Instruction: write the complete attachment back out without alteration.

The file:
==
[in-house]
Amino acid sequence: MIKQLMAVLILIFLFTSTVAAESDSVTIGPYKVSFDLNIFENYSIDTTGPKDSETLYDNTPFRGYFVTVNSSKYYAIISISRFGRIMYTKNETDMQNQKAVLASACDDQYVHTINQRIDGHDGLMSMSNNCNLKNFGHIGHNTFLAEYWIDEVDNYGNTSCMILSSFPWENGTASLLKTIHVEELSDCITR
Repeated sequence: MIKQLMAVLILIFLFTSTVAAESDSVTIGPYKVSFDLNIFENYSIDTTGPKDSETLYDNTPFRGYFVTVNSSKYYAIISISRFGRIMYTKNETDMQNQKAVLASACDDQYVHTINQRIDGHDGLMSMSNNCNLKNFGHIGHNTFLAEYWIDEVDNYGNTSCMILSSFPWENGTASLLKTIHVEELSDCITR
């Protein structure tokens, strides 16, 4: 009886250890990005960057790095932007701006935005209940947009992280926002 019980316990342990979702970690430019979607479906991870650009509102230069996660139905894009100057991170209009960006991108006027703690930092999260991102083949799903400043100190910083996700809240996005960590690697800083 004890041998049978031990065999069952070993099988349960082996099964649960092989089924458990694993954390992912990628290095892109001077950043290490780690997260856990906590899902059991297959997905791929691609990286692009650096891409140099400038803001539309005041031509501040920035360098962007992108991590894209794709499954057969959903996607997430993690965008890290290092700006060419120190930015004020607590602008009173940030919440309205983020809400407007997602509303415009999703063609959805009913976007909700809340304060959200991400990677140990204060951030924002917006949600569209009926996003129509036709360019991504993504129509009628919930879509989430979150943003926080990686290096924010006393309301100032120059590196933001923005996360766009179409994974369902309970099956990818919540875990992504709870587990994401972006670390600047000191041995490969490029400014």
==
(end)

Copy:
[in-house]
Amino acid sequence: MIKQLMAVLILIFLFTSTVAAESDSVTIGPYKVSFDLNIFENYSIDTTGPKDSETLYDNTPFRGYFVTVNSSKYYAIISISRFGRIMYTKNETDMQNQKAVLASACDDQYVHTINQRIDGHDGLMSMSNNCNLKNFGHIGHNTFLAEYWIDEVDNYGNTSCMILSSFPWENGTASLLKTIHVEELSDCITR
Repeated sequence: MIKQLMAVLILIFLFTSTVAAESDSVTIGPYKVSFDLNIFENYSIDTTGPKDSETLYDNTPFRGYFVTVNSSKYYAIISISRFGRIMYTKNETDMQNQKAVLASACDDQYVHTINQRIDGHDGLMSMSNNCNLKNFGHIGHNTFLAEYWIDEVDNYGNTSCMILSSFPWENGTASLLKTIHVEELSDCITR
């Protein structure tokens, strides 16, 4: 009886250890990005960057790095932007701006935005209940947009992280926002 019980316990342990979702970690430019979607479906991870650009509102230069996660139905894009100057991170209009960006991108006027703690930092999260991102083949799903400043100190910083996700809240996005960590690697800083 004890041998049978031990065999069952070993099988349960082996099964649960092989089924458990694993954390992912990628290095892109001077950043290490780690997260856990906590899902059991297959997905791929691609990286692009650096891409140099400038803001539309005041031509501040920035360098962007992108991590894209794709499954057969959903996607997430993690965008890290290092700006060419120190930015004020607590602008009173940030919440309205983020809400407007997602509303415009999703063609959805009913976007909700809340304060959200991400990677140990204060951030924002917006949600569209009926996003129509036709360019991504993504129509009628919930879509989430979150943003926080990686290096924010006393309301100032120059590196933001923005996360766009179409994974369902309970099956990818919540875990992504709870587990994401972006670390600047000191041995490969490029400014």